Monday, January 17, 2011

Is the U.S. Justice System Broken?

Fascinating discussion about whether the U.S. justice system is broken. Full transcript here.

Santa Clara Law Professor David Friedman actually manages to outwit Judge Kozinski in some places. (Go SCU!) But Kozinski still sounds pretty darn funny:

Judge Alex Kozinski [joking]: You know what I find? I find that half of the people love my opinions and half hate them. The first half is called the winners, and the other half is called the losers. I’ve never had somebody come up to me and say, you wrote a great opinion sticking it to me. Never.

Judge Kozinski on reverse condemnation:

The government makes mistakes in all sorts of ways that it does business, and if it were perfect, we would have a very different government and it would be a lot less costly. That is the nature of life that people make mistakes, and it is the nature of government that the government is making mistakes. The question is, are the costs of these mistakes internalized?...The question of whether or not you get just compensation, the question of whether something is a public use—-let me tell you what the debate is about there. The debate is about not whether it’s a public use or not. The question is: who decides? Do executive and legislative branch officials make that decision, or does it get decided by judges? Now, I like the idea that you think that judges and juries ought to make that decision, but actually I think there’s a lot to be said for saying that the decision of whether or not something is a public use gets made by the legislature.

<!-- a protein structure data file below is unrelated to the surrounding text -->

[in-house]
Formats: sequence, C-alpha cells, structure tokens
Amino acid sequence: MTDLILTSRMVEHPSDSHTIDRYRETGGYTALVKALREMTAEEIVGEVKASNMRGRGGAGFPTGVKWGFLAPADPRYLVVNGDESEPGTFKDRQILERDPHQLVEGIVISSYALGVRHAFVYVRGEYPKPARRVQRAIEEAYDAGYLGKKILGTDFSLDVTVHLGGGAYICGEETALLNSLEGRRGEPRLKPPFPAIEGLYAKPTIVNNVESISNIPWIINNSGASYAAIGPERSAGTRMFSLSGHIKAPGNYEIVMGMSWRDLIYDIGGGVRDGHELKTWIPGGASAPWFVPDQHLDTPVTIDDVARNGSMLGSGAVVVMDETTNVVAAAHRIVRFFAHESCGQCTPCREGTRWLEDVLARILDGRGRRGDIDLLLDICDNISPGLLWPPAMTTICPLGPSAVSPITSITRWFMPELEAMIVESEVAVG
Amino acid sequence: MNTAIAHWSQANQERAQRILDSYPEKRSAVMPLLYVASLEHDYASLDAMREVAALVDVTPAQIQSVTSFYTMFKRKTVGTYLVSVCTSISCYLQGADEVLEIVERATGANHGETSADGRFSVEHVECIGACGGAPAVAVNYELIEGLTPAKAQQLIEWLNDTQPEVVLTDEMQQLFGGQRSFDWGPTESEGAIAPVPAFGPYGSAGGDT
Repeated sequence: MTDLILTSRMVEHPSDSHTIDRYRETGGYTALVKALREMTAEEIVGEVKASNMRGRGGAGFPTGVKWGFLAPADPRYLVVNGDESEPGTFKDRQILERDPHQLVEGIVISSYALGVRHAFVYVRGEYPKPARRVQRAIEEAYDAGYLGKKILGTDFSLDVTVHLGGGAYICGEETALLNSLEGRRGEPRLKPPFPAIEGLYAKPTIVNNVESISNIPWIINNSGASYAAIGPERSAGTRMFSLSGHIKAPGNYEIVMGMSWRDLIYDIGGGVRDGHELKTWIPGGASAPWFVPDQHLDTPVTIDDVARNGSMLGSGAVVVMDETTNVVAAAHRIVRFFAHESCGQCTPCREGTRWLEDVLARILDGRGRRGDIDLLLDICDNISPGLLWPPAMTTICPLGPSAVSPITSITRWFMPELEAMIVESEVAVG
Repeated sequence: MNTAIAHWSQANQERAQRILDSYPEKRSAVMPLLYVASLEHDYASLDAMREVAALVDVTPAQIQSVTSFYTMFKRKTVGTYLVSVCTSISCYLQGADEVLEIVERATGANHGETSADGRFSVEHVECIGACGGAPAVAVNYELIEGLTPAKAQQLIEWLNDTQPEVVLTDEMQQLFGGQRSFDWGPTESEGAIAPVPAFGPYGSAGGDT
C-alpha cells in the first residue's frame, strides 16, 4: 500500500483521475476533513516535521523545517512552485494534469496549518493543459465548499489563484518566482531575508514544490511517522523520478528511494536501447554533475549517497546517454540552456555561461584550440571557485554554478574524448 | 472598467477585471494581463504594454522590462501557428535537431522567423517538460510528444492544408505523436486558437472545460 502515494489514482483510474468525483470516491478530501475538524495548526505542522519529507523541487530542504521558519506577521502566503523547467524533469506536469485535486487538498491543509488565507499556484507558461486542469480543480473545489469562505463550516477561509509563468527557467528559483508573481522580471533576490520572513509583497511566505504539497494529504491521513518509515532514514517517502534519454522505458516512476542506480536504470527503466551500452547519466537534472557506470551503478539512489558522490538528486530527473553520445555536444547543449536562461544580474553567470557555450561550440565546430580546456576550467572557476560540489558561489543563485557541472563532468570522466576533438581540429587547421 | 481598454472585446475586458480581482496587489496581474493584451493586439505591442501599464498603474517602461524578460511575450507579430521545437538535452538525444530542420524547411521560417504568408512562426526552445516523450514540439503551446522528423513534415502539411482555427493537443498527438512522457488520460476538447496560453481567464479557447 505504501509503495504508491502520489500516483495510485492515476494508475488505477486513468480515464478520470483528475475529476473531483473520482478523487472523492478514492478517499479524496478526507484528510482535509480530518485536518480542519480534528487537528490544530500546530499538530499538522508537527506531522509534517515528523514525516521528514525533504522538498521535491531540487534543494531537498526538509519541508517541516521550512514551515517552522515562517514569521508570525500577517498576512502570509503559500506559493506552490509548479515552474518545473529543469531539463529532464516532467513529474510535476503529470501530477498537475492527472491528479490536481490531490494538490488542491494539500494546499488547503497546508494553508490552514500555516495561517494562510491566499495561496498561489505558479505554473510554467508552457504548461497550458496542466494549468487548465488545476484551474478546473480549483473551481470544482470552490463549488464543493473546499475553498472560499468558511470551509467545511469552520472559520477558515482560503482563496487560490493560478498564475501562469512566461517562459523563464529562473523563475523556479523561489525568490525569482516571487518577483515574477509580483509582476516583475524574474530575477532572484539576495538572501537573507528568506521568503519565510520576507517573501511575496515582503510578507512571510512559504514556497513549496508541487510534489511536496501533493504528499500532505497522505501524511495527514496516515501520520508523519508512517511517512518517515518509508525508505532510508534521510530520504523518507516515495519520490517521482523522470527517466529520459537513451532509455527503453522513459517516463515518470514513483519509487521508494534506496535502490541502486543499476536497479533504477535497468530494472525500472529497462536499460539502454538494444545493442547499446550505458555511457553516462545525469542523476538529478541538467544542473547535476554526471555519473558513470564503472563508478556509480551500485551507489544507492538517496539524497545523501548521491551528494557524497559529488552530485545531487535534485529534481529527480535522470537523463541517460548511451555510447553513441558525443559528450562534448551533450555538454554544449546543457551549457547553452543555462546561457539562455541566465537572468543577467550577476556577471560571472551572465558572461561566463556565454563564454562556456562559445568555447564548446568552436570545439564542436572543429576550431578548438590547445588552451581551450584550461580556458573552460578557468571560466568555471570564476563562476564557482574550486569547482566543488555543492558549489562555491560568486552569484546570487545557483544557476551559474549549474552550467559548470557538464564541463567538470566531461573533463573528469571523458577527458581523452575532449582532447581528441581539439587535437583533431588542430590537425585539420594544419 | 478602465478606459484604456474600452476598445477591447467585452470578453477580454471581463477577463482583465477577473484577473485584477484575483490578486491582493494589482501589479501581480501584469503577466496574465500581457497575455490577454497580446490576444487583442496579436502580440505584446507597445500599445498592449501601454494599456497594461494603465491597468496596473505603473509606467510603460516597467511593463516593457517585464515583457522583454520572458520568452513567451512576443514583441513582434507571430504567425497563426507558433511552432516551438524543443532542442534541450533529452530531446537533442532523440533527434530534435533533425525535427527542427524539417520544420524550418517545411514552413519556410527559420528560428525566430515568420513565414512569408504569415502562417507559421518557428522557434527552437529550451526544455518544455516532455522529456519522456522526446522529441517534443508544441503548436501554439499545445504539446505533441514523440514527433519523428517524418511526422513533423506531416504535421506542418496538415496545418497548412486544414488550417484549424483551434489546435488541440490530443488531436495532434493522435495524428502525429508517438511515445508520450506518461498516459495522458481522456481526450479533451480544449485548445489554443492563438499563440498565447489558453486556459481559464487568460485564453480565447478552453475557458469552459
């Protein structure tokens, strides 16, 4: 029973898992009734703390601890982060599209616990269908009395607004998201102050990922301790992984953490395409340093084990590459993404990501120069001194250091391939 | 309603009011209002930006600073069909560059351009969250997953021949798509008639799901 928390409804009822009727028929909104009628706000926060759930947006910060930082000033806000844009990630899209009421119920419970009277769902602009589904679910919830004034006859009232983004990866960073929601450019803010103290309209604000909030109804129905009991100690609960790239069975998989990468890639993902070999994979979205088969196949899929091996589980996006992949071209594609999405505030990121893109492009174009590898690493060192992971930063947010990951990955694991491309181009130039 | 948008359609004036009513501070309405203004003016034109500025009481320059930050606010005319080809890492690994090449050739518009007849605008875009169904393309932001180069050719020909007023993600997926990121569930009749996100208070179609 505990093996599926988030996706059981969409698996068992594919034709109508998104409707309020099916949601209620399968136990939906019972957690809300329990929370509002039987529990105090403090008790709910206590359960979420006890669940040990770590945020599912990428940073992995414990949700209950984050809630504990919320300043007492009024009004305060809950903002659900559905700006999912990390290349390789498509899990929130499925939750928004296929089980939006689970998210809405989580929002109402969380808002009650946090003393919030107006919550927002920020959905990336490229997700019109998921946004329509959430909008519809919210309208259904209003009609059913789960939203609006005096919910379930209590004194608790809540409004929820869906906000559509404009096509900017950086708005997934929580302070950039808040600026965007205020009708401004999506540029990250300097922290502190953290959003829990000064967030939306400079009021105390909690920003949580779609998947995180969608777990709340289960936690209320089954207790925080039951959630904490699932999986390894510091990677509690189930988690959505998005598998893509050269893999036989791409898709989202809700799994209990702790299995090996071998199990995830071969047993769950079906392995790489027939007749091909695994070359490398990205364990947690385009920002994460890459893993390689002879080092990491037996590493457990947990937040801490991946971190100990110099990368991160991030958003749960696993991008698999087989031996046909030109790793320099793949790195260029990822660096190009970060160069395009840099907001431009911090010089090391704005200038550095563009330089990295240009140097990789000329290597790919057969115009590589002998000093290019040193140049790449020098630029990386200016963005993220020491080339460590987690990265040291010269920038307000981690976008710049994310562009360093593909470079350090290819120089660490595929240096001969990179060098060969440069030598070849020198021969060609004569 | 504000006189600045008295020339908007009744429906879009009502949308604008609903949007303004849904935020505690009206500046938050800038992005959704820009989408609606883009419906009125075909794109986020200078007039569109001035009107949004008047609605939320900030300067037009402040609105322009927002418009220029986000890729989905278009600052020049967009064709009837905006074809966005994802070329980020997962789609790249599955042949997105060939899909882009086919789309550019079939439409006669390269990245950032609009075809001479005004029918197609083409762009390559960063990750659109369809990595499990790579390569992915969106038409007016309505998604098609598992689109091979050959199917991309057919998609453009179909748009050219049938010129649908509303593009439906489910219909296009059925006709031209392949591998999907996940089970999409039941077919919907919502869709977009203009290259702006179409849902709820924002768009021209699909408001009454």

Bonus: David Friedman:

I cannot resist my favorite quote on just this subject: “In nothing did the founders of this country so demonstrate their essential naiveté than in trying to restrain government from many of its favorite abuses and entrusting the enforcement of this restraint to judges; that is to say to men who had been lawyers; that is to say to men professionally trained in finding plausible excuses for dishonest and dishonorable acts.” Now, if someone can just find for me where Mencken said that, I can make sure I’ve got the quote right. Mine is by memory.

Congrats to David Friedman for going toe-to-toe with Judge Kozinski and walking away unscathed.

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